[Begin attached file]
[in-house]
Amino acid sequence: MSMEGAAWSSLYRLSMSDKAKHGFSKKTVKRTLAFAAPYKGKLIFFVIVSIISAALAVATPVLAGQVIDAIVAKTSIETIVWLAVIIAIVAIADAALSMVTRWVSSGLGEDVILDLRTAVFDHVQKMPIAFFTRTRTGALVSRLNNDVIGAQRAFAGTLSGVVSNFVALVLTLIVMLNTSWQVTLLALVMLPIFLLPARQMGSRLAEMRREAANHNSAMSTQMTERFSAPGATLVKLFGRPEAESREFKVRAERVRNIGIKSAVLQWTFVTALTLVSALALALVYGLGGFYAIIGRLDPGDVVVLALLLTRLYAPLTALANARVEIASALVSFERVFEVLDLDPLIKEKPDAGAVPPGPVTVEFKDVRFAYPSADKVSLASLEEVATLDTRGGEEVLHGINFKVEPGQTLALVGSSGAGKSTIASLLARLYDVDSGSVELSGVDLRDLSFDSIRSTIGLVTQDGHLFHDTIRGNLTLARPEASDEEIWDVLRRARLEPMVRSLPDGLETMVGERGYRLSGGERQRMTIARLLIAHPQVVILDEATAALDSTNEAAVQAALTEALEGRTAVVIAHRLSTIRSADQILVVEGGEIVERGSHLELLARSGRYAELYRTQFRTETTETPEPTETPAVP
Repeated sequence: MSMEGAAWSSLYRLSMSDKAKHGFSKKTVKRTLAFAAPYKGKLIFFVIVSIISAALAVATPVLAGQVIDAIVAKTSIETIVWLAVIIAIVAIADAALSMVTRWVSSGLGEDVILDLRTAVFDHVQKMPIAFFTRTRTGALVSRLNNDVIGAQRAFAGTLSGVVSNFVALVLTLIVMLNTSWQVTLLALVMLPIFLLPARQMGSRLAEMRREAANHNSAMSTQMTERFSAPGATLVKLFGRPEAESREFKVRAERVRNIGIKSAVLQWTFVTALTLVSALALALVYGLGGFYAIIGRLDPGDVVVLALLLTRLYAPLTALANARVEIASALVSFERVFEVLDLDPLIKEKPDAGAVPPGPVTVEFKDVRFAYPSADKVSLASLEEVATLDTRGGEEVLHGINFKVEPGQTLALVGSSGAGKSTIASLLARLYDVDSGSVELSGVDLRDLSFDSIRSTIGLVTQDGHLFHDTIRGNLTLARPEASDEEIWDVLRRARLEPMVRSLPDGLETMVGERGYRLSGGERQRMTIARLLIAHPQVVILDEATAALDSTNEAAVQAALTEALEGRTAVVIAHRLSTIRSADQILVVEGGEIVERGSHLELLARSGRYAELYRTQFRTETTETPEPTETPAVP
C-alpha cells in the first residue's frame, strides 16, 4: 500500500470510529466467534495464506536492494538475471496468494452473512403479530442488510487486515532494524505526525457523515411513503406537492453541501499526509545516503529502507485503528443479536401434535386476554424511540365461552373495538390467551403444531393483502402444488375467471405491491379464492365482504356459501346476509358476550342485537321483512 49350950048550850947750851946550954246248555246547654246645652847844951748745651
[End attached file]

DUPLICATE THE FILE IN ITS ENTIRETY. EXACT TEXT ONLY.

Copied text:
[in-house]
Amino acid sequence: MSMEGAAWSSLYRLSMSDKAKHGFSKKTVKRTLAFAAPYKGKLIFFVIVSIISAALAVATPVLAGQVIDAIVAKTSIETIVWLAVIIAIVAIADAALSMVTRWVSSGLGEDVILDLRTAVFDHVQKMPIAFFTRTRTGALVSRLNNDVIGAQRAFAGTLSGVVSNFVALVLTLIVMLNTSWQVTLLALVMLPIFLLPARQMGSRLAEMRREAANHNSAMSTQMTERFSAPGATLVKLFGRPEAESREFKVRAERVRNIGIKSAVLQWTFVTALTLVSALALALVYGLGGFYAIIGRLDPGDVVVLALLLTRLYAPLTALANARVEIASALVSFERVFEVLDLDPLIKEKPDAGAVPPGPVTVEFKDVRFAYPSADKVSLASLEEVATLDTRGGEEVLHGINFKVEPGQTLALVGSSGAGKSTIASLLARLYDVDSGSVELSGVDLRDLSFDSIRSTIGLVTQDGHLFHDTIRGNLTLARPEASDEEIWDVLRRARLEPMVRSLPDGLETMVGERGYRLSGGERQRMTIARLLIAHPQVVILDEATAALDSTNEAAVQAALTEALEGRTAVVIAHRLSTIRSADQILVVEGGEIVERGSHLELLARSGRYAELYRTQFRTETTETPEPTETPAVP
Repeated sequence: MSMEGAAWSSLYRLSMSDKAKHGFSKKTVKRTLAFAAPYKGKLIFFVIVSIISAALAVATPVLAGQVIDAIVAKTSIETIVWLAVIIAIVAIADAALSMVTRWVSSGLGEDVILDLRTAVFDHVQKMPIAFFTRTRTGALVSRLNNDVIGAQRAFAGTLSGVVSNFVALVLTLIVMLNTSWQVTLLALVMLPIFLLPARQMGSRLAEMRREAANHNSAMSTQMTERFSAPGATLVKLFGRPEAESREFKVRAERVRNIGIKSAVLQWTFVTALTLVSALALALVYGLGGFYAIIGRLDPGDVVVLALLLTRLYAPLTALANARVEIASALVSFERVFEVLDLDPLIKEKPDAGAVPPGPVTVEFKDVRFAYPSADKVSLASLEEVATLDTRGGEEVLHGINFKVEPGQTLALVGSSGAGKSTIASLLARLYDVDSGSVELSGVDLRDLSFDSIRSTIGLVTQDGHLFHDTIRGNLTLARPEASDEEIWDVLRRARLEPMVRSLPDGLETMVGERGYRLSGGERQRMTIARLLIAHPQVVILDEATAALDSTNEAAVQAALTEALEGRTAVVIAHRLSTIRSADQILVVEGGEIVERGSHLELLARSGRYAELYRTQFRTETTETPEPTETPAVP
C-alpha cells in the first residue's frame, strides 16, 4: 500500500470510529466467534495464506536492494538475471496468494452473512403479530442488510487486515532494524505526525457523515411513503406537492453541501499526509545516503529502507485503528443479536401434535386476554424511540365461552373495538390467551403444531393483502402444488375467471405491491379464492365482504356459501346476509358476550342485537321483512 49350950048550850947750851946550954246248555246547654246645652847844951748745651